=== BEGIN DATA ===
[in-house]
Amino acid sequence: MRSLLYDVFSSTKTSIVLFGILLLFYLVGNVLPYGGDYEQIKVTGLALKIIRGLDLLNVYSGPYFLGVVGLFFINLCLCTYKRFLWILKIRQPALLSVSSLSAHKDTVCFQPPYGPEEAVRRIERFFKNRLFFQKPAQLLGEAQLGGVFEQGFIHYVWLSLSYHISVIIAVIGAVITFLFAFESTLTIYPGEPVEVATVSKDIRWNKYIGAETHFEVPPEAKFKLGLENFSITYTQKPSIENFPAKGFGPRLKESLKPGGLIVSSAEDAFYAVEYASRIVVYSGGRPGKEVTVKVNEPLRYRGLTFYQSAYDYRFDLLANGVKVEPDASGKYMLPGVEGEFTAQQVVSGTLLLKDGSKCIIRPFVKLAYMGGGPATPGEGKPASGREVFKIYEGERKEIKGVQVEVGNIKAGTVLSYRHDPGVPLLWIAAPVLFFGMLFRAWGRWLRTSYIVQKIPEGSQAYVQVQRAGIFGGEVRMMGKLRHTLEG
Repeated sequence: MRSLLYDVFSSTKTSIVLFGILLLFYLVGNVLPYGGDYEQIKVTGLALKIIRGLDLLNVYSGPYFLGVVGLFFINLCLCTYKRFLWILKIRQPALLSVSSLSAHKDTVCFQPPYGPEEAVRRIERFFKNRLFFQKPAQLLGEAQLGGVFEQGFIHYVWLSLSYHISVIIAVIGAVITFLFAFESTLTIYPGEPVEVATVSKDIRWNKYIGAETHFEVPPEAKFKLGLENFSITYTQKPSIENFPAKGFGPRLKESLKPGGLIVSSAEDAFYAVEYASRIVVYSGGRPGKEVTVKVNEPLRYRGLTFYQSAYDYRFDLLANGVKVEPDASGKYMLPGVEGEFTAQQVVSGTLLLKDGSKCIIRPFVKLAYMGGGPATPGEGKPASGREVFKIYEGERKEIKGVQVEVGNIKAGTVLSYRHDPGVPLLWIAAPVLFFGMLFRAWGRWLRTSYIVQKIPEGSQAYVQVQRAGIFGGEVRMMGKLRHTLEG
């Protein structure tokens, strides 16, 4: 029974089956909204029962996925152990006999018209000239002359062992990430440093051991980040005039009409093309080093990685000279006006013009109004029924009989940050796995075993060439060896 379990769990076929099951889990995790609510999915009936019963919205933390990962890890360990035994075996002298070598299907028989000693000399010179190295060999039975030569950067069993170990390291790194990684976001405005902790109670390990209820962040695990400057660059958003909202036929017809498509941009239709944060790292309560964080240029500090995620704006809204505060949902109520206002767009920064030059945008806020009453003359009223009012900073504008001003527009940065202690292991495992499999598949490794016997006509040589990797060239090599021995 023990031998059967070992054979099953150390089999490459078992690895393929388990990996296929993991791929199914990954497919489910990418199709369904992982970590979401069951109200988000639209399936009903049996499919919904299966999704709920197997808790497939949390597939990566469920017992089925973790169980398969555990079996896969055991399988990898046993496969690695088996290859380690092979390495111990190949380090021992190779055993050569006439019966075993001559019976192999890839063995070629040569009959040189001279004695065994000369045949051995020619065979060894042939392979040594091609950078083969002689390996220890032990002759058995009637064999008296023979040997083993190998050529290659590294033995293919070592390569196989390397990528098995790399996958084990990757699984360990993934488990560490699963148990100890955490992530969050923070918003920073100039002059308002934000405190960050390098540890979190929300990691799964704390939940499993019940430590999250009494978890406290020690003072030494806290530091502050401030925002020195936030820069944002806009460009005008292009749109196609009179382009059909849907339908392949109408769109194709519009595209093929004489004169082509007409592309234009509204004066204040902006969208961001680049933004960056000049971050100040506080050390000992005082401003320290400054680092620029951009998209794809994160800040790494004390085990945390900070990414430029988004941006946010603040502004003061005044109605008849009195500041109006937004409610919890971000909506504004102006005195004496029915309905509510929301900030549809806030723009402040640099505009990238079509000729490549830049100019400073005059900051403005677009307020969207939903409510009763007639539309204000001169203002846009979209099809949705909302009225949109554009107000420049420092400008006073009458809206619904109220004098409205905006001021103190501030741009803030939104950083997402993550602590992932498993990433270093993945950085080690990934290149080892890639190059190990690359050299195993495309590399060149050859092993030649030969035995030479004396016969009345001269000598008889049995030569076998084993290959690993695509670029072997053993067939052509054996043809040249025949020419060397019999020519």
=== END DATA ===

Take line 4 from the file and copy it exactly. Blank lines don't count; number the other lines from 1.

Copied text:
């Protein structure tokens, strides 16, 4: 029974089956909204029962996925152990006999018209000239002359062992990430440093051991980040005039009409093309080093990685000279006006013009109004029924009989940050796995075993060439060896 379990769990076929099951889990995790609510999915009936019963919205933390990962890890360990035994075996002298070598299907028989000693000399010179190295060999039975030569950067069993170990390291790194990684976001405005902790109670390990209820962040695990400057660059958003909202036929017809498509941009239709944060790292309560964080240029500090995620704006809204505060949902109520206002767009920064030059945008806020009453003359009223009012900073504008001003527009940065202690292991495992499999598949490794016997006509040589990797060239090599021995 023990031998059967070992054979099953150390089999490459078992690895393929388990990996296929993991791929199914990954497919489910990418199709369904992982970590979401069951109200988000639209399936009903049996499919919904299966999704709920197997808790497939949390597939990566469920017992089925973790169980398969555990079996896969055991399988990898046993496969690695088996290859380690092979390495111990190949380090021992190779055993050569006439019966075993001559019976192999890839063995070629040569009959040189001279004695065994000369045949051995020619065979060894042939392979040594091609950078083969002689390996220890032990002759058995009637064999008296023979040997083993190998050529290659590294033995293919070592390569196989390397990528098995790399996958084990990757699984360990993934488990560490699963148990100890955490992530969050923070918003920073100039002059308002934000405190960050390098540890979190929300990691799964704390939940499993019940430590999250009494978890406290020690003072030494806290530091502050401030925002020195936030820069944002806009460009005008292009749109196609009179382009059909849907339908392949109408769109194709519009595209093929004489004169082509007409592309234009509204004066204040902006969208961001680049933004960056000049971050100040506080050390000992005082401003320290400054680092620029951009998209794809994160800040790494004390085990945390900070990414430029988004941006946010603040502004003061005044109605008849009195500041109006937004409610919890971000909506504004102006005195004496029915309905509510929301900030549809806030723009402040640099505009990238079509000729490549830049100019400073005059900051403005677009307020969207939903409510009763007639539309204000001169203002846009979209099809949705909302009225949109554009107000420049420092400008006073009458809206619904109220004098409205905006001021103190501030741009803030939104950083997402993550602590992932498993990433270093993945950085080690990934290149080892890639190059190990690359050299195993495309590399060149050859092993030649030969035995030479004396016969009345001269000598008889049995030569076998084993290959690993695509670029072997053993067939052509054996043809040249025949020419060397019999020519």